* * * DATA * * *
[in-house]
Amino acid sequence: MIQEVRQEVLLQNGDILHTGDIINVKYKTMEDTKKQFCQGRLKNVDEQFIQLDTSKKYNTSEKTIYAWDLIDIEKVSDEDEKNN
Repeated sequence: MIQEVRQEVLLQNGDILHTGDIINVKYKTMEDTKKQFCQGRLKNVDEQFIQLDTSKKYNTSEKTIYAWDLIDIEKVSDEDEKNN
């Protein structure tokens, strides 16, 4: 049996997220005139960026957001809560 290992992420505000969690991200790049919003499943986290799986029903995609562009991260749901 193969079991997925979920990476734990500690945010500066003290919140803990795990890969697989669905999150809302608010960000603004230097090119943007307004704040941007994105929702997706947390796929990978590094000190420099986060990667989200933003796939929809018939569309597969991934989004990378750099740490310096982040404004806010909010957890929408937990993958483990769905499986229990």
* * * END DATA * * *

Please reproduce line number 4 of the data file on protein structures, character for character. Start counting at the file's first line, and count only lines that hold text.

């Protein structure tokens, strides 16, 4: 049996997220005139960026957001809560 290992992420505000969690991200790049919003499943986290799986029903995609562009991260749901 193969079991997925979920990476734990500690945010500066003290919140803990795990890969697989669905999150809302608010960000603004230097090119943007307004704040941007994105929702997706947390796929990978590094000190420099986060990667989200933003796939929809018939569309597969991934989004990378750099740490310096982040404004806010909010957890929408937990993958483990769905499986229990």